“…the more we learn about learning, the more willing we may be to challenge the idea that homework has to be part of schooling”
I remember my days in school when the bell would ring and the teacher would blurt out the homework for the next day. This work did very little to increase my learning and it often left me arguing with my mother, who happened to be a teacher, at the kitchen table about how to do the work correctly.
Lately I have seen a few blogs, newspaper articles, and journal articles (see below for links) questioning the purpose and practice of homework: Why do some teachers give homework and others do not? Why is homework given as a blanket assignment in which each child is given the same homework? What is effective homework? How much homework?
These questions, along with many others, led our staff (K-6) to discuss this topic at our last staff meeting. Here is a summary of our dialogue on the issue of homework:
- The teaching and learning of the specific outcomes should happen at school – with students, teachers, and staff to support. According to the research by Kohn, “there is no evidence that any amount of homework improves the academic performance of elementary students.” Students should not be sent home with homework that relies on parents, family members or tutors to provide instruction. If the student is not learning this at school, who do we expect to teach it? We also need to keep in mind that not all students have someone that can help them at home – how does homework benefit these students?
- Homework should be meaningful, relevant, and engaging. Students need to feel like they will benefit from the learning and feel they have ownership of the assignment. Student input about assignments can lead to a view that this is their learning, rather than the teacher’s assigned work to be done. Provide CHOICE; there are many ways that students can practice and/or demonstrate learning.
- Homework should be differentiated. We all agreed that the time per day rules/policies (ie. 20 minutes/day for grade 2, 30 min/day for grade 3, etc) do very little to support the individual students. A learning activity that takes one student 10 minutes may take another student 30 minutes. Each student requires learning that is catered to their needs – homework should be differentiated just as it is done during school.
- Homework should be flexible. Family time and play time are so important for students at any age! If a child is involved in activities on certain days and only has a small amount of time with the family that day, maybe homework can be given on a different day. Again, the learning activities need to keep the individual student in mind and we must respect students’ time. Is homework even necessary that day/week?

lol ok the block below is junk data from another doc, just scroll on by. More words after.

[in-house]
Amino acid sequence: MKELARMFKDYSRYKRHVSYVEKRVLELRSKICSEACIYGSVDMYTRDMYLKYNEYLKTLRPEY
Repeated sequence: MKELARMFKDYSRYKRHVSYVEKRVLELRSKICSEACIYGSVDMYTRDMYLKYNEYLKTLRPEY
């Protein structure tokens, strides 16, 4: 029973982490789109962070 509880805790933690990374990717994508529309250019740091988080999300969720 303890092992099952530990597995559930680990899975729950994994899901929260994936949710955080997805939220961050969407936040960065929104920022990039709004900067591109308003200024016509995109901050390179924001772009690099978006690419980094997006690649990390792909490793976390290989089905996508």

- Homework should not be part of the grade. Although grades are a topic for another post, one of the worst things we can do to a students is grade them on their learning at home (or worse, give them zeros for not completing homework). Reflect on how much parent involvement there is and how this impacts the homework and learning. Is a student going home to an environment that supports homework or is the student leaving school to look after his/her younger siblings or go to a part-time job to help support their family? Homework must be designed to support learning; the assessment OF learning needs to take place in class when the teacher is there to support.
- Reflect on the purpose of homework. If the students understands the learning outcomes, why do they need to spend more time on material they already understand; if the student does not understand the learning outcomes, how do we expect them to learn it at home? Is the homework “busy work” (ie. worksheets with 40 math questions, argh!) or is it going to actually enhance their learning? Is the particular assignment the BEST way to help the student learn? Is it necessary? Is this homework more important than being active and spending time with the family?
In addition, we often hear teachers and parents say that homework helps students to understand that in order to get ahead in the “real world”, you must do more and take responsibility for more. If we are relying on homework as the main way to teach responsibility, we are in trouble. Again, if a student goes home and has a parent that ensures their homework gets done, is the homework teaching them responsibility? What about the responsibility to spend time with and help friends and family or serve a purpose in the community? I agree that students should be responsible for their learning but in order to do this, we have to give them responsibility through voice and ownership; this can happen throughout the day and not just with homework.
So what can we, as parents and educators, do about the idea of homework? I think Kohn sums it up nicely,
It strikes me as curious on the face of it that children are given additional assignments to be completed at home after they’ve spent most of the day in school – and even more curious that almost everyone takes this fact for granted. Even those who witness the unpleasant effects of homework on children and families rarely question it.
I believe it is time that we all begin to question it.
Homework Lady C. Vatterott
Abusing Research: The Study of Homework and Other Examples A. Kohn
The Truth About Homework A. Kohn
Rethinking Homework A. Kohn
Homework is killing our kids’ joy in education J. Ferry
More Teachers Flexing Around Homework E. Anderssen
The Great Homework Debate: Does It Ever End? R. Collins
What Homework Should Be B. Kuhn